Where You Live Impacts Your Heart
There has been a steady decline in the number of Americans with coronary heart disease in recent years, yet rates vary by race and ethnicity, and residents of some states have a risk that is more than double other geographic regions.
Schools Get Smoked Out
As many have heard, smoking is not good for you and neither is second-hand smoke. Schools are now taking a stand and banning smoking around campus but does it actually help?
U.S. Plan Announced to Cut Heart Attacks
Working vigorously to reduce cardiovascular deaths, U.S. health officials have announced a national program that partners with private insurance companies to prevent one million heart attacks and strokes over five years.
Parental Excuse Needed for Smoking Sickness
So much research over the past 50 years has been focused on the dangers of smoking to the smoker. Their children are stakeholders in this addiction and are paying a price too.
America is Up In Smokes
Tobacco use is the most preventable cause of death in the United States, yet so many Americans choose to continue day after day. The rates are slowly declining, but by how much?
Smoking Ban and Diet Delights
There's no better day than today to change your diet and quit smoking. Benefits from these lifestyle changes appear to take effect within months.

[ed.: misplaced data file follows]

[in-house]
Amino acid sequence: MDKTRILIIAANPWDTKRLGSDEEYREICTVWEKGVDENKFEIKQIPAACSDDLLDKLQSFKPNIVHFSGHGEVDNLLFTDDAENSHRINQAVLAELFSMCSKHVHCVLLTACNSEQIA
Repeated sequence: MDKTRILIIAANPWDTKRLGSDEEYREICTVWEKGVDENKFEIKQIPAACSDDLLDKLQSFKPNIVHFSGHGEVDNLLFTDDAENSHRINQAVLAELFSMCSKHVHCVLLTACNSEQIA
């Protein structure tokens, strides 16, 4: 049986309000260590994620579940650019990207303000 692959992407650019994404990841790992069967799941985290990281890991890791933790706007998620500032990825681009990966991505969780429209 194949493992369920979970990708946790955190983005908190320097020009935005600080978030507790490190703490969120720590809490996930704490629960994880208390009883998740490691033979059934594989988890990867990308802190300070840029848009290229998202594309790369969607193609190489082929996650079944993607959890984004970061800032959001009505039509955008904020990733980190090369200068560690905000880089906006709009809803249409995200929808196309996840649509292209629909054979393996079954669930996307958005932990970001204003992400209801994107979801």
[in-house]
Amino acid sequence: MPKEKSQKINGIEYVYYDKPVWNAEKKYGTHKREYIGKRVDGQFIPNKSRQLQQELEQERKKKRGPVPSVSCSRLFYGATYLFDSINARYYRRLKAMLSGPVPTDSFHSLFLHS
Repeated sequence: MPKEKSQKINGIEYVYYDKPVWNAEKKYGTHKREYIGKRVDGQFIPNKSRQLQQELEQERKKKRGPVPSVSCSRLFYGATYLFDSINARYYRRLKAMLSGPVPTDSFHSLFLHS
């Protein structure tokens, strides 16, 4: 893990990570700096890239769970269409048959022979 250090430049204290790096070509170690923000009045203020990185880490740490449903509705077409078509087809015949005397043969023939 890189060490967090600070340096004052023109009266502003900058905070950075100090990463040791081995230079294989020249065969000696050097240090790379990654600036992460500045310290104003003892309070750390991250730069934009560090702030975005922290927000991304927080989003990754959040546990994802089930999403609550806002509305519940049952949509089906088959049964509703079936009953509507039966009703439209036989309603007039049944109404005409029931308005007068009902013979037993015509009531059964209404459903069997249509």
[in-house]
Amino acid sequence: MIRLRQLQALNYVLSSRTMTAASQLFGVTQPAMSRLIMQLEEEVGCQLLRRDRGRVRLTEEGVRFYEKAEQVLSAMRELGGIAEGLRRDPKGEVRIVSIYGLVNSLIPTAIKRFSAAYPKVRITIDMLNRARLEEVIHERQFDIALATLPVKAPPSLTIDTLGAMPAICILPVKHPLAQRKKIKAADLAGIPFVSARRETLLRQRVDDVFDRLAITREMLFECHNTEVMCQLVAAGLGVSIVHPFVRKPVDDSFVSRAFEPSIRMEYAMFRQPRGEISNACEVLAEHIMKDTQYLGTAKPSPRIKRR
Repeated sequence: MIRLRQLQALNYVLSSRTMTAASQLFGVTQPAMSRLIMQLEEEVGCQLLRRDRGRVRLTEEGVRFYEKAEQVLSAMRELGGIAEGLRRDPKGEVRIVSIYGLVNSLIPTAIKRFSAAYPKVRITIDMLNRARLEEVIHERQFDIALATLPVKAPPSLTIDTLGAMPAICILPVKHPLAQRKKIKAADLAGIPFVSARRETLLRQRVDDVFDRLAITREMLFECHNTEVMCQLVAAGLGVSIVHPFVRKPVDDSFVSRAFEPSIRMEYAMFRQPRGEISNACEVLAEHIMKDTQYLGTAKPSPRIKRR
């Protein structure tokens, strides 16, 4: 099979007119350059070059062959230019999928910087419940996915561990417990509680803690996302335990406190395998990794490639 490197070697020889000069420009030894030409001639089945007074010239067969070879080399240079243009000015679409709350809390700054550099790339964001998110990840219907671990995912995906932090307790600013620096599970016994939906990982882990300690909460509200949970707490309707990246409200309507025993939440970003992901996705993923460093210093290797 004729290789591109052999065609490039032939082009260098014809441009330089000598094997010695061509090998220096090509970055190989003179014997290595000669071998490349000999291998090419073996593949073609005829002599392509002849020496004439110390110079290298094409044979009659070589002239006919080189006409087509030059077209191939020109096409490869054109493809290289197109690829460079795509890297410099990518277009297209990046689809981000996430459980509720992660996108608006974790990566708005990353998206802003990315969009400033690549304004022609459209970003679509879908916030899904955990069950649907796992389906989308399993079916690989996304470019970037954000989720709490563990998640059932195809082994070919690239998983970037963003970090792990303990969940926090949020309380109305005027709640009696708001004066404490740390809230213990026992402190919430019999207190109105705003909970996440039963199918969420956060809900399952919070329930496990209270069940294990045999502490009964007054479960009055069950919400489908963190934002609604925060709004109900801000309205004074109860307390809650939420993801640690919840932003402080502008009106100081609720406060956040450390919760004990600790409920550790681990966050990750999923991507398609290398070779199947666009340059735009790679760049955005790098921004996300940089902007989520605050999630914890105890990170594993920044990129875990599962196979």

Online Cig Cessation Sensation
Support for quitting smoking goes high tech with WebQuit, a study whose aim is to get as many people willing to sign up for free to drop and stop the habit.
Clean, Jerk and Quit Smoking
Have you tried time and time again to quit smoking, but nothing seems to cut it? Resistance training might just do the trick - tone your body while stopping bad smoking habits.
Never Too Late to Quit Smoking for Baby
Nicotine addiction is one of the toughest habits to kick. Expecting moms have an added incentive: their newborn's health. For your baby, quitting early in pregnancy is almost as good as being a non-smoker.
Second-Hand Smoke Does It Again
Past studies have shown that women smokers have a higher risk of cervical cancer. Now, new research shows that second-hand smoke may damage cells in a woman's cervix, increasing her risk of cervical cancer.